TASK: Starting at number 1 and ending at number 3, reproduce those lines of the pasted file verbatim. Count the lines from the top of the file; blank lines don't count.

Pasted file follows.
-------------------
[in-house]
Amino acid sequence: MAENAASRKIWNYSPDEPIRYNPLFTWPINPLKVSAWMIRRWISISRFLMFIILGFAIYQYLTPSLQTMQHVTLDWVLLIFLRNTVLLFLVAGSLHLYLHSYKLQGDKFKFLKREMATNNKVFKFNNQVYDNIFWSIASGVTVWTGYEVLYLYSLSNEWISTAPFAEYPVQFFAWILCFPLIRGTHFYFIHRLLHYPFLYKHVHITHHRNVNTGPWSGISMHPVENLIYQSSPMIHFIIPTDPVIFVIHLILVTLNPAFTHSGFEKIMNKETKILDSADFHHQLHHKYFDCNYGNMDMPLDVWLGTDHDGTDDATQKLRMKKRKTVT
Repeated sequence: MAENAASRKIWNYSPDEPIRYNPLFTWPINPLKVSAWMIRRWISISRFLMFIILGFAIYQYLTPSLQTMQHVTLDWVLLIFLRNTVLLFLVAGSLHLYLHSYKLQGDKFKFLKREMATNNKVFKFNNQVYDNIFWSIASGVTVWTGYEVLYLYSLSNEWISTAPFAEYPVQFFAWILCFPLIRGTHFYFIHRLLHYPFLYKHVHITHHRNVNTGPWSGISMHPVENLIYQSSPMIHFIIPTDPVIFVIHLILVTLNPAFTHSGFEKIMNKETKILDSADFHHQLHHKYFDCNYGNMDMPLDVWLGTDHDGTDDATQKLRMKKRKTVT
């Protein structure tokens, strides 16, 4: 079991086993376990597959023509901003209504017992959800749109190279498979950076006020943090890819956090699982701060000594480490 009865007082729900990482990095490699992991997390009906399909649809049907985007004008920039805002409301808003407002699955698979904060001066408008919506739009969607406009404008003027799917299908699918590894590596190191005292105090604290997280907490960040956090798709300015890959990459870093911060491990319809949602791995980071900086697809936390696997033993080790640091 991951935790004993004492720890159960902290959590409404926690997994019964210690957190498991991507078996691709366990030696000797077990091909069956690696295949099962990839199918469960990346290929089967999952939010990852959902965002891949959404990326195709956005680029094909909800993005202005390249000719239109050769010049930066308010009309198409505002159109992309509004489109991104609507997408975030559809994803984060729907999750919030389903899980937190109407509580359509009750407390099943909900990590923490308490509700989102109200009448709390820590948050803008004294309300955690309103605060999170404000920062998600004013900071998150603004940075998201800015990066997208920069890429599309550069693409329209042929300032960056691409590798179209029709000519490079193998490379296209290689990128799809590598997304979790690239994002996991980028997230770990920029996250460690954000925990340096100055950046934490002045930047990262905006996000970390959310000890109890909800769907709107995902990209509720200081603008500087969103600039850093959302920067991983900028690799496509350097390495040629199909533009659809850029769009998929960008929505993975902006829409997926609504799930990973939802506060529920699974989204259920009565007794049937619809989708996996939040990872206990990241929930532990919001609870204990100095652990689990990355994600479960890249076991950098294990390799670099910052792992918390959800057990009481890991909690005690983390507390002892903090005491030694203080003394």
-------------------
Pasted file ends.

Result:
[in-house]
Amino acid sequence: MAENAASRKIWNYSPDEPIRYNPLFTWPINPLKVSAWMIRRWISISRFLMFIILGFAIYQYLTPSLQTMQHVTLDWVLLIFLRNTVLLFLVAGSLHLYLHSYKLQGDKFKFLKREMATNNKVFKFNNQVYDNIFWSIASGVTVWTGYEVLYLYSLSNEWISTAPFAEYPVQFFAWILCFPLIRGTHFYFIHRLLHYPFLYKHVHITHHRNVNTGPWSGISMHPVENLIYQSSPMIHFIIPTDPVIFVIHLILVTLNPAFTHSGFEKIMNKETKILDSADFHHQLHHKYFDCNYGNMDMPLDVWLGTDHDGTDDATQKLRMKKRKTVT
Repeated sequence: MAENAASRKIWNYSPDEPIRYNPLFTWPINPLKVSAWMIRRWISISRFLMFIILGFAIYQYLTPSLQTMQHVTLDWVLLIFLRNTVLLFLVAGSLHLYLHSYKLQGDKFKFLKREMATNNKVFKFNNQVYDNIFWSIASGVTVWTGYEVLYLYSLSNEWISTAPFAEYPVQFFAWILCFPLIRGTHFYFIHRLLHYPFLYKHVHITHHRNVNTGPWSGISMHPVENLIYQSSPMIHFIIPTDPVIFVIHLILVTLNPAFTHSGFEKIMNKETKILDSADFHHQLHHKYFDCNYGNMDMPLDVWLGTDHDGTDDATQKLRMKKRKTVT